By Jules Lavallee
Los Angeles, California (The Hollywood Times) 3/12/2021 – First-time Writer and Director, Michael Barnes erects Hollywood billboard to promote awards consideration for Roger Ailes Documentary. The billboard is located at 7056 Santa Monica Boulevard, Los Angeles, CA 90038.
Tell us about MAN IN THE ARENA.
MAN IN THE ARENA is a fairly straightforward biographical documentary on the life of Roger Ailes—autobiographical, really—since much of it is in his own words, drawn from primary sources. What makes the film come alive is how his personal story is interwoven into the cultural and political fabric of each decade, and one is surprised to learn how Roger was involved in many iconic moments and movements.
What intrigued you about his story?
Mainly, that Roger’s not what he might seem on the surface, and definitely he’s not the person he’s been portrayed to be. He was motivated by a fairly simple set of values, which have for decades been synonymous with American values. He was always curious and always driven to find the truth in things. He was also highly motivated to succeed, driven by homespun Midwestern values and a desire to punch above the weight of his childhood illness. In our current times where censorship and de-platforming are actively debated, Roger’s belief in “hearing both sides” is as relevant as ever.
What does the title of the film MAN IN THE ARENA mean? What did it mean to Ailes?
Teddy Roosevelt’s 1910 speech, “Man in the Arena,” states that the man who actually does things should be more highly regarded than those whose only role is to comment on and criticize those deeds. The man of action outranks the critic. I think that ethic defined Roger Ailes’ life and attitude. Roger narrates the film, and I think he summed up his view of Roosevelt’s “The Man in the Arena” with his words, “What they called me is opinion; what I’ve done is on the record.”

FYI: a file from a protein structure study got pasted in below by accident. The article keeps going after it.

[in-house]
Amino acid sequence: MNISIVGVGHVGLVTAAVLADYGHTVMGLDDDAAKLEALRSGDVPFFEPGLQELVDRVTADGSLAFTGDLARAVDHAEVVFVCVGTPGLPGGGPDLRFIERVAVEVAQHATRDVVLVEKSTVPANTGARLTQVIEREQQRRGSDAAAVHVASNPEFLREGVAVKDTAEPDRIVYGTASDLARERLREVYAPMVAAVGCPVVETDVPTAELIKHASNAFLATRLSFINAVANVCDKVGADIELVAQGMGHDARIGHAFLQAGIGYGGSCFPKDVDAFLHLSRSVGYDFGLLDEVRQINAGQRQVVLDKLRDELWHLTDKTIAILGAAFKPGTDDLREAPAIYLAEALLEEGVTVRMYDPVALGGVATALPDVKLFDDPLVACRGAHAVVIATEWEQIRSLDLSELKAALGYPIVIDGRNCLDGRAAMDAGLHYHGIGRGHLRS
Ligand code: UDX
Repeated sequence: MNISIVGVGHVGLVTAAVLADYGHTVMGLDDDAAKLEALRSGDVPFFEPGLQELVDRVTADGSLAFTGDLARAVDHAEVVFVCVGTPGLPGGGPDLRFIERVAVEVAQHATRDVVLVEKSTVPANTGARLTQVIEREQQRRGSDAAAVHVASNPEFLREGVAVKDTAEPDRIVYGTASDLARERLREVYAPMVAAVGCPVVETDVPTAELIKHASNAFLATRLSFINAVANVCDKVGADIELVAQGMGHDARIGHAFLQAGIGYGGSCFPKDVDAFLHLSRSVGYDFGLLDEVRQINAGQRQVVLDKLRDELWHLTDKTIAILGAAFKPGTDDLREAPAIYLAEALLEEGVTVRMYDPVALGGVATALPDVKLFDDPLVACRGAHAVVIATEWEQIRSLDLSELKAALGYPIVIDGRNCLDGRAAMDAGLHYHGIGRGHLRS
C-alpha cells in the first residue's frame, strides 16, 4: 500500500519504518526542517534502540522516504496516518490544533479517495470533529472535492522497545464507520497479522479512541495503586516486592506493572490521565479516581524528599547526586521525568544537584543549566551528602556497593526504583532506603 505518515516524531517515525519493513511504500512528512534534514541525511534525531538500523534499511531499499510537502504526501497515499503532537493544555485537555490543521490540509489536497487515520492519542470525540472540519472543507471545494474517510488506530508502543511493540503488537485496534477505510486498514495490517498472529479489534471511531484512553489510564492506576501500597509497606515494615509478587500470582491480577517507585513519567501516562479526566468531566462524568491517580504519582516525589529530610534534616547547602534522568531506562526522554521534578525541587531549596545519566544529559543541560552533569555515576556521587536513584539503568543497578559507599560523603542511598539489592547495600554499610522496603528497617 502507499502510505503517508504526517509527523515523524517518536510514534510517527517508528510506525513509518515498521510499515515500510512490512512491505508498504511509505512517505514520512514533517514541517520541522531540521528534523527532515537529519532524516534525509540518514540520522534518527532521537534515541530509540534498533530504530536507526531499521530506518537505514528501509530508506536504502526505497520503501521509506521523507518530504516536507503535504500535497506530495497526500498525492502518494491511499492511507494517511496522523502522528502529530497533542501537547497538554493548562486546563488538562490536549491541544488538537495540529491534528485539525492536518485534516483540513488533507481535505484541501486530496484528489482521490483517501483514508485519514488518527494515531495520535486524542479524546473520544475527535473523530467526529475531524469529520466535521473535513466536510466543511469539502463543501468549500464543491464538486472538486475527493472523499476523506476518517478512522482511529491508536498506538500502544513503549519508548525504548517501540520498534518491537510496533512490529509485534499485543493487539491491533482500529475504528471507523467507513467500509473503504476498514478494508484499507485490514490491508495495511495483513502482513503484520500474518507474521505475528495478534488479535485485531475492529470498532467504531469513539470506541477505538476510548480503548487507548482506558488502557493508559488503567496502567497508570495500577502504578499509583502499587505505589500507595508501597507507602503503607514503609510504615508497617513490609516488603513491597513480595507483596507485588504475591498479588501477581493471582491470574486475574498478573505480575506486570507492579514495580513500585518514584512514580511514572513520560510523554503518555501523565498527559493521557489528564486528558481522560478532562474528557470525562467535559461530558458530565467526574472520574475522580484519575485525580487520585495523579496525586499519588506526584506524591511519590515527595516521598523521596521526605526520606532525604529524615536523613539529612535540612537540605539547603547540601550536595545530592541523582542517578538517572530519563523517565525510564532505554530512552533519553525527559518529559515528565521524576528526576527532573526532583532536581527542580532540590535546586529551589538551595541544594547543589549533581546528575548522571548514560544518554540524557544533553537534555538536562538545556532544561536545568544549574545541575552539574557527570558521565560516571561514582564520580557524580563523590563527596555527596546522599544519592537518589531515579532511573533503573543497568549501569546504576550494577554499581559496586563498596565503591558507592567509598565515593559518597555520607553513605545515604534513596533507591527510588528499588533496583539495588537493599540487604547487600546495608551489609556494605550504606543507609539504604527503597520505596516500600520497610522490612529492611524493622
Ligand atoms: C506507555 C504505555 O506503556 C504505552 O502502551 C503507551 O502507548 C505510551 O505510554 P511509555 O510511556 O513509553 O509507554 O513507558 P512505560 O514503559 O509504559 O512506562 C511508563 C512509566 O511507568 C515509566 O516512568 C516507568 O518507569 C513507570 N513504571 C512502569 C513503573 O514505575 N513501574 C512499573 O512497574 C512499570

I think songwriter Warren Zevon best updated Roosevelt’s “Man in the Arena” idea when he wrote, “If you can’t take the punches, it don’t mean a thing…the name of the game is be hit and hit back.” Roger knew that if he inserted himself into the arenas of political contests and journalism, that he’d have to take punches. He was willing to do that, particularly in politics. And once he started and succeeded with FOX News, the punches got harder. Roger took the punches. And he hit back just as hard. That’s what made him a winner.
You bought a billboard to promote awards consideration for the controversial Roger Ailes Documentary.
As a very dark horse in the awards race, I felt I ought to try something more than do a sanctioned mailing to [Academy] members. I did those mailings, and one to Film Independent members as well. There were over 200 Oscar contenders this year, and I was gratified that a pretty significant number of people viewed the film after those mailings. I thought the billboard was a bolder, slightly less conventional approach. Something Roger Ailes would have done.
“Making this film about a First Amendment warrior like Roger Ailes…finish the sentence.
…I’ve learned that standing up for hearing all sides means that you’ll be unpopular with the cheerleaders of the status quo.”
What were you surprised to know about Roger Ailes?
I knew Roger Ailes and met with him a few times in the last years of his life. After he passed away, I did some research and I was surprised by things that I didn’t know about him. The extent of his influence and accomplishments over decades was remarkable. That triggered my interest to look even deeper.
Roger Ailes was so clearly a dominant winner, time and again, yet to me the writers of the first drafts of history seemed hellbent on not giving him credit. And there seemed to be agendas driving that – political and ideological reasons mostly, but also envy, bruised egos and the like.
So I wanted to tell the story of an American icon without the spin and bias that seemed to be the backbone of most stories about Roger Ailes.
I’ll use a sports analogy. Imagine someone in Chicago who likes a Detroit sports team. Your local Chicago sports page would probably give you lots and lots of biased stories against your team in Detroit, especially if Detroit kept beating Chicago.
What do you view as Ailes’ biggest accomplishment (s)?
He was a key force behind the election of three Presidents – Nixon, Bush and Reagan. He launched three cable news networks and rescued a fourth. Without fanfare, he created and continually expanded the most successful minority opportunity program in the media business. Others talked the talk, but Roger walked the walk.
But most of all, more than anyone else as the 20th century arrived, Roger Ailes kept Freedom of the Press alive. It was Roger Ailes’ launch and success with Fox News, that single-handedly kept American news from becoming a mere mouthpiece of the ruling party.